§ 9. Mr. Skinner
asked the Secretary of State for Energy when he next expects to meet the National Union of Mineworkers' leaders; and if he will make a statement.
§ 11. Mr. Tim Smith
asked the Secretary of State for Energy when he next expects to meet representatives of the National 13 Coal Board and the National Union of Mineworkers.
§ 31. Mr. Hannam
asked the Secretary of State for Energy when he next plans to meet the Chairman of the National Coal Board.
§ Mr. Skinner
Will my right hon. Friend tell the leaders of the NUM that the unity of the NUM is paramount at this time and that any attempt to have localised productivity deals can only damage the long-term interests of the miners and will obviously be supported by the Tories, because that is what they have been endeavouring to do for many years? Will he also ask them to take no notice of those in Hobart House, who are not subjected to any productivity deals themselves, but to go along with their present basic claim in order to improve the prospects of the mining industry, thereby improving the chances of getting more people to dig the coal that most people are after?
§ Mr. Smith
Contrary to what has just been said, does the Secretary of State agree that the Nottinghamshire miners would have benefited most from the productivity agreement rejected in the national ballot? What would his view be if the Nottinghamshire miners were to seek a local productivity agreement with the Nottinghamshire area of the NCB?
§ Mr. Benn
The Conservative Party has been arguing for years about the desirability of balloting workers when matters come up for decision. There has been a ballot, and nobody disputes that 14 it was a ballot in which all the issues were well understood, because it was not even decided on the first ballot. In the circumstances, I think that the House, and particularly the party opposite, had better decide what is its attitude to the decision which has been given. On the one hand, it is not possible to demand ballots and then complain, on the other hand, if the outcome does not conform to that of those who might have taken a contrary view.
§ Mr. Hannam
When the Secretary of State meets the leaders of both sides of the industry, will he discuss with them the present serious shortage of domestic coal and anthracite? Further, will he accept that his failure to give full support to this productivity deal is a blow for the solution of those particular shortages?
§ Mr. Benn
I do not for one moment accept the second part of the hon. Gentleman's statement. As to solid fuel stocks, perhaps I may give the House the figures. The stocks now available to the trade are somewhat below what they were last year. On the other hand, the National Coal Board's dispatches of house coal are 300,000 tons up on the comparable period last year, and one-third of the increase in house coal production that I have just described took place in October. Regarding anthracite, where domestic supplies are not available there is a general understanding that the deficiency should be met by imports.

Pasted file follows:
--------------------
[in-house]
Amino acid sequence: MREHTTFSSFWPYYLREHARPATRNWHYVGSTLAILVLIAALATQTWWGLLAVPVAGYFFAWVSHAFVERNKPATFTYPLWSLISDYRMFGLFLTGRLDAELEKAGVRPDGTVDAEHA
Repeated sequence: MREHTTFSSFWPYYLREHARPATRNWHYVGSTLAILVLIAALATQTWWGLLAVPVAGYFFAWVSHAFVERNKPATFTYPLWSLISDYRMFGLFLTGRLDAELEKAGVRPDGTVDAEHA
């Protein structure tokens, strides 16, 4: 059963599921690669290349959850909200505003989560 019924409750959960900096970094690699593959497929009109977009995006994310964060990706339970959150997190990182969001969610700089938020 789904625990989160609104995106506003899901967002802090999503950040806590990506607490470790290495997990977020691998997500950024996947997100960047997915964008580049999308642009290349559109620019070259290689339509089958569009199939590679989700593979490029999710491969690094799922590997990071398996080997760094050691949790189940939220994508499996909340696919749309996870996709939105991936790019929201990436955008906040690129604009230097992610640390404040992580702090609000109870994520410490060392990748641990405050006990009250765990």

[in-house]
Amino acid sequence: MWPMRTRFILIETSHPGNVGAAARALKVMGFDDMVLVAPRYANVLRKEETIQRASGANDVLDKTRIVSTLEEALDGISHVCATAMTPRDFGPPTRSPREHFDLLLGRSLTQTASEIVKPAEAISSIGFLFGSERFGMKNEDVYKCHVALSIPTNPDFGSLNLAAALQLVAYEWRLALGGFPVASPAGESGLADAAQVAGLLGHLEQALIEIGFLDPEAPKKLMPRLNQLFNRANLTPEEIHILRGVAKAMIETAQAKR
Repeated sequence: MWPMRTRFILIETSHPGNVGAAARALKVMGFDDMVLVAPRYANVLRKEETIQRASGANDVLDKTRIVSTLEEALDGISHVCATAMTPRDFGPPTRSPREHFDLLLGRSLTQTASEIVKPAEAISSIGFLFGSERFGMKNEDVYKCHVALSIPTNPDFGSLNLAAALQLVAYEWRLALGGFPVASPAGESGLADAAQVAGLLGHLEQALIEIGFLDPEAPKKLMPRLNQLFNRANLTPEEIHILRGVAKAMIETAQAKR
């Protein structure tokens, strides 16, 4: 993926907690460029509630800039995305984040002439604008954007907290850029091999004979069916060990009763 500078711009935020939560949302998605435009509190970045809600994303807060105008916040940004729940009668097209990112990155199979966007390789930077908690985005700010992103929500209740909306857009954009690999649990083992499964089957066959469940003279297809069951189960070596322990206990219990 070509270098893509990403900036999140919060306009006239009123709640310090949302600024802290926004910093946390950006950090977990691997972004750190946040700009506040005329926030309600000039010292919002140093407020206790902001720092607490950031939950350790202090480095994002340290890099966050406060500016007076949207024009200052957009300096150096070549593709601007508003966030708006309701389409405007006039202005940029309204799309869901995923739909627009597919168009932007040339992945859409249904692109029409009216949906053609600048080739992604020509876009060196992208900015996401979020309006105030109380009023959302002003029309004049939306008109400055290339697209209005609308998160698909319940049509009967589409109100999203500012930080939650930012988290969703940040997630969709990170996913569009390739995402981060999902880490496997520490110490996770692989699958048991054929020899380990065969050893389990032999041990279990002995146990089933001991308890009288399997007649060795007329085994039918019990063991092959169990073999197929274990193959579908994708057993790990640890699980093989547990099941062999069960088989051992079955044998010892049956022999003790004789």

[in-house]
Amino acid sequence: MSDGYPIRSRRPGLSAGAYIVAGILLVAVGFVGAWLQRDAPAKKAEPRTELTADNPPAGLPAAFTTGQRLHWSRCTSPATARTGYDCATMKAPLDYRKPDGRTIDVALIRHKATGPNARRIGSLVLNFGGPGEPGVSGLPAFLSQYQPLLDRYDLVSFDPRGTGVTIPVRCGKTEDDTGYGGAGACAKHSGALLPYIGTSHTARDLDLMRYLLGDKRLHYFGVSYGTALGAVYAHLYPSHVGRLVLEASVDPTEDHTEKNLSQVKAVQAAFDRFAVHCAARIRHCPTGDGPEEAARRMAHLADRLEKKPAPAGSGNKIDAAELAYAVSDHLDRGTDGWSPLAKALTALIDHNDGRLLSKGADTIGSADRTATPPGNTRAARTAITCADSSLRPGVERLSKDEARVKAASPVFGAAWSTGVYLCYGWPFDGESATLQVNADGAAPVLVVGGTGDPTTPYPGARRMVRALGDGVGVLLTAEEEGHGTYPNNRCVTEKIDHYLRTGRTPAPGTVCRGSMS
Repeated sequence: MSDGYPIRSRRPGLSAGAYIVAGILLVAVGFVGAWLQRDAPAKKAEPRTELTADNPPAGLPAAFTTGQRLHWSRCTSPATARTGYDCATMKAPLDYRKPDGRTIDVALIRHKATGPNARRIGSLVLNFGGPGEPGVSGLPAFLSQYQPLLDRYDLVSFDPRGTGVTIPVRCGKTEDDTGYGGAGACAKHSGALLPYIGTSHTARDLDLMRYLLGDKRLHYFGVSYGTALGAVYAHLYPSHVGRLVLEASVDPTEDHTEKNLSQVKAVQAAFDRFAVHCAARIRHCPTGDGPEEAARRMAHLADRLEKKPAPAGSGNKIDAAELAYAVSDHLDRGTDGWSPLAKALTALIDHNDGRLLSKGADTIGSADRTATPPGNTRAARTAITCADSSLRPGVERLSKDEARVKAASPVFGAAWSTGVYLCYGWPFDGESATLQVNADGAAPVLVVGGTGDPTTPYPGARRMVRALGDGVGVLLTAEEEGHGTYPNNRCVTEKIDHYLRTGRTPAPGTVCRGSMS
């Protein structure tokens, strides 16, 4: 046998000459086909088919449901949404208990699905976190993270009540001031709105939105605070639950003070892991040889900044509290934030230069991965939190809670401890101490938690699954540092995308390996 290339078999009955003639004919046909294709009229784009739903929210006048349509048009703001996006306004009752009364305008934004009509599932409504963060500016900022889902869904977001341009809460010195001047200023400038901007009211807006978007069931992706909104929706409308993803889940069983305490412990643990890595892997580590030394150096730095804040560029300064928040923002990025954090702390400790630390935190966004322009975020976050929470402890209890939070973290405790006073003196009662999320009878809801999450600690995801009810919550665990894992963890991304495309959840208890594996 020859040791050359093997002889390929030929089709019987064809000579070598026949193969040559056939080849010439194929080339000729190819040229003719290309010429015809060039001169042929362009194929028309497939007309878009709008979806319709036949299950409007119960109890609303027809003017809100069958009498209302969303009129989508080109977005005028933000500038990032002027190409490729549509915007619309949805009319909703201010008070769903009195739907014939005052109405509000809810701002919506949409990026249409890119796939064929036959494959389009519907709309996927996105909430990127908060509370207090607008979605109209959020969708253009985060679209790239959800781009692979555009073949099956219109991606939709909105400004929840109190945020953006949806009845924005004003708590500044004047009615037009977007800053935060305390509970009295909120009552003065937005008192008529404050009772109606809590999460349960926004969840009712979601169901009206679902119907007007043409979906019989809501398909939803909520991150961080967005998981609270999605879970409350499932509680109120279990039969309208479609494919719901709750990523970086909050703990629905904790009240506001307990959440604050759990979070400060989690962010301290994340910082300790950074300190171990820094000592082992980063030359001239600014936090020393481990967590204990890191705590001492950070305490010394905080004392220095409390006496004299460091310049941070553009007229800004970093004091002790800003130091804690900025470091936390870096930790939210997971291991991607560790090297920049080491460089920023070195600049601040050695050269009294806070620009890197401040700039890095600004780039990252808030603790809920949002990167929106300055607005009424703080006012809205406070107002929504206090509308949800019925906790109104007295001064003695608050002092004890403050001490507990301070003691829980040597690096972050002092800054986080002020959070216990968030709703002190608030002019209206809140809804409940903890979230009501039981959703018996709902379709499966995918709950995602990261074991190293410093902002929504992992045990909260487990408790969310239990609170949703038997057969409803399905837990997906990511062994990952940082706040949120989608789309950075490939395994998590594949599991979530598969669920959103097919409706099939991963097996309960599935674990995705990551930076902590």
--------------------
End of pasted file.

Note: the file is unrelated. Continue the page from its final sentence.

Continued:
§ Mr. Benn
I agree with my hon. Friend. That was the spirit in which the tripartite agreement was signed in 1974. It was that which led to Mr. Gormley, Mr. Daly and Mr. McGahey making their recent statement. I am the chairman of the tripartite committee, and I think everybody in the industry understands that this problem has to be met. My only doubt is whether Ministers or Members of Parliament are the best people to tell the miners, the mining engineers and mine managers how to dig the coal.
§ Mr. Tom King
Is the Secretary of State aware that we support strongly the comment just made by the hon. Member for Rother Valley (Mr. Hardy) that a new initiative is needed in which the right hon. Gentleman has a part to play? Does he not accept that continually to tell the House that his intervention would not be helpful makes absolutely pointless his rôle as chairman of the tripartite committee, which agreed that a productivity agreement was essential?
Mr. Tom Ellis
Is my right hon. Friend aware that the overwhelming majority of mineworkers in my constituency feel that during recent weeks they have been led astray by false prophets? Is he aware that while they could have been earning £20 to £25 a week more in wages, which with an addition in March next year would have brought them within striking distance of £135 a week, they now face the alternative of either 10 per cent, or a strike, neither of which ideas they find attractive? Could my right hon. Friend, therefore, urge upon the leaders of the NUM to take a second look at this scheme, with a view to presenting more clearly its virtues to the industry?
§ Mr. Benn
I understand fully what my hon. Friend says, but I must reply to him by repeating what I said, and firmly believe, that it is best to leave the matter of how the production is to be achieved to the Coal Board and the mining unions—which include the colliery managers, the overmen and deputies—because it is for them to determine how these problems should be solved. But my hon. Friend has fairly reflected the view that was put forward at the time of the ballot, and I know that that is widely understood in the industry.